A bone scan is a radiology procedure used to look at the skeleton. It is done to find areas of physical and chemical changes in bone. A bone scan may also be used to see if treatment of certain conditions is working.
A bone scan is a type of nuclear radiology procedure. This means that a tiny amount of a radioactive substance is used during the scan to assist in the exam of the bones. The radioactive substance, called a radionuclide, or radioactive tracer, collects in abnormal areas of bone.
The radionuclide gives off a type of radiation, called gamma radiation. The gamma radiation is detected by a scanner. This processes the information into a picture of the bones.
The areas where the radionuclide collects are called "hot spots." They may be a sign of conditions such as cancerous bone tumors and metastatic bone cancer. This is cancer that has spread from another site, such as the lungs, to the bones. Other conditions include those related to the bone, such as bone infection and bone injury not seen on regular X-rays.
Bone scans are most commonly used to look for the spread of cancer. The bone surrounding the cancer will appear as a hot spot on a bone scan. This is due to increased bone activity in the area of the cancer cells. Bone scans may also be used to see how much cancer there is before and after treatment in order to see if the treatment is working.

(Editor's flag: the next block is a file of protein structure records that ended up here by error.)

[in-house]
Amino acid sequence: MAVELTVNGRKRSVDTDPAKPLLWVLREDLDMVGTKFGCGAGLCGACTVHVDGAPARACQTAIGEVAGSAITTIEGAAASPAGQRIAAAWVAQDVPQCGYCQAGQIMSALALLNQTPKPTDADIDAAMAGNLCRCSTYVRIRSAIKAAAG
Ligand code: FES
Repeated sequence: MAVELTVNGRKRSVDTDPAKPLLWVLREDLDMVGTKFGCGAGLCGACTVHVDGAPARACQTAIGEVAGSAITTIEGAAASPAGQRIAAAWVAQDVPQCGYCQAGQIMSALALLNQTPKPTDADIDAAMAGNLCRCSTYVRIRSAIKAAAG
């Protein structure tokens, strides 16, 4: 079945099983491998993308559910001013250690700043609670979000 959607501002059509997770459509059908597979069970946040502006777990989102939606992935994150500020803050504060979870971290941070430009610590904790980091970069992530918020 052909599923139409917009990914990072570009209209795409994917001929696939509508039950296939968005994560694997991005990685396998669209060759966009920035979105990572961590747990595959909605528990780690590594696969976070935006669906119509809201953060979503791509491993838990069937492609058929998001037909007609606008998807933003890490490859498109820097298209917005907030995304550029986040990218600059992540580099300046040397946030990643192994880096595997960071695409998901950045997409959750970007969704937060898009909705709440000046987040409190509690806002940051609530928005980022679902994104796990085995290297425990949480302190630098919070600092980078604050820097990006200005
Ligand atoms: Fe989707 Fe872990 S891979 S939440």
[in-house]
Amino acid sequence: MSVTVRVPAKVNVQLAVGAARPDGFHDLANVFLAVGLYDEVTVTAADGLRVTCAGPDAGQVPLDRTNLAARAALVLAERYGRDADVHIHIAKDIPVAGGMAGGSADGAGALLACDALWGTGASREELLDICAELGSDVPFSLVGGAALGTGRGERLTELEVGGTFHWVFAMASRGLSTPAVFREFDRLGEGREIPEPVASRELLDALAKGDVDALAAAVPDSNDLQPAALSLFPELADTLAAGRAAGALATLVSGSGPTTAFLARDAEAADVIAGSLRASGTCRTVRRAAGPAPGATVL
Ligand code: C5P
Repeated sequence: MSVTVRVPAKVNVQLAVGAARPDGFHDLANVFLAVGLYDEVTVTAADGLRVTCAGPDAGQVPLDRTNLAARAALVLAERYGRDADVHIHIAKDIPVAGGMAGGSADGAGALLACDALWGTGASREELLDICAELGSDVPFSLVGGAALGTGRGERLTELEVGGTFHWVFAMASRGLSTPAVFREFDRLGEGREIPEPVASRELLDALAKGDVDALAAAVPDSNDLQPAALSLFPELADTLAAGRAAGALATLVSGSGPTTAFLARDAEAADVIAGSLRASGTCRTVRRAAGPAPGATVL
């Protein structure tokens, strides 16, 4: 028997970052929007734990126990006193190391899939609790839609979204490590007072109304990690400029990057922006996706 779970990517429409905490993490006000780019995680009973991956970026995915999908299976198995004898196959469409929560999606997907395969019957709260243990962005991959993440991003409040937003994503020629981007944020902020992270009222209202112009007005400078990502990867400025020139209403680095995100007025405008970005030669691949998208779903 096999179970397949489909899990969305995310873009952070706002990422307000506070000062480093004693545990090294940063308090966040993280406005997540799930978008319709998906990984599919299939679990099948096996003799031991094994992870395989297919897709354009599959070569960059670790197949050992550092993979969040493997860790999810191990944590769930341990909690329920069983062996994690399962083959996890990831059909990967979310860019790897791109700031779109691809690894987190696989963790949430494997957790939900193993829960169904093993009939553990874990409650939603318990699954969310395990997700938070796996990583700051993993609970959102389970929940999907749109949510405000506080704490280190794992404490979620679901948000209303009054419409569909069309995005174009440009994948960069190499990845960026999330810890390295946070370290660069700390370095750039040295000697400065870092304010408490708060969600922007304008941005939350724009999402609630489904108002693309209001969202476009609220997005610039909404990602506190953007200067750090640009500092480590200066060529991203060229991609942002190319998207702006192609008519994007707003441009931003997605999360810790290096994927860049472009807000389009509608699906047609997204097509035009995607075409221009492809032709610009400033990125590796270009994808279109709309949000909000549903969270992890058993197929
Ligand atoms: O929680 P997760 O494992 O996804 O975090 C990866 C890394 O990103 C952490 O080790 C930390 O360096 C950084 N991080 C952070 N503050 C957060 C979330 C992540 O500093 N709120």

Other reasons for doing a bone scan may include:
There may be other reasons for your healthcare provider to recommend a bone scan.
The amount of the radionuclide injected into your vein for the procedure is small enough that there is no need for precautions against radioactive exposure. The injection of the tracer may cause some slight discomfort. Allergic reactions to the tracer are rare, but may happen.
If you are allergic to or sensitive to medicines, contrast dyes, or latex, be sure to tell your healthcare provider.
If you are pregnant or think you might be, tell your healthcare provider before the procedure.
If you are breastfeeding, tell your healthcare provider before the procedure.
There may be other risks depending on your specific medical condition. Be certain your healthcare provider knows about all of your medical conditions before the procedure.
A bone scan may be done on an outpatient basis or as part of your stay in a hospital. Procedures may vary depending on your condition and your healthcare provider's practices.
Generally, a bone scan follows this process:
While the bone scan itself causes no pain, having to lie still for the length of the procedure might be uncomfortable, particularly if you have recently had surgery or an injury. The technologist will use all possible comfort measures and complete the procedure as quickly as possible to reduce any discomfort or pain.
Move slowly when getting up from the scanner table to avoid any dizziness or lightheadedness.
You will be instructed to drink plenty of fluids and empty your bladder often for 24 to 48 hours after the scan. This will help flush the remaining tracer from your body.
The IV site will be checked for any signs of redness or swelling. If you notice any pain, redness, and/or swelling at the IV site after you go home, you should tell your healthcare provider as this may be a sign of infection or other type of reaction.
You should not have any other radionuclide procedures for the next 24 to 48 hours after your bone scan.
You may go back to your usual diet and activities, unless your healthcare provider tells you differently.
Your healthcare provider may give you other instructions after the procedure, depending on your particular situation.
Before you agree to the test or the procedure make sure you know: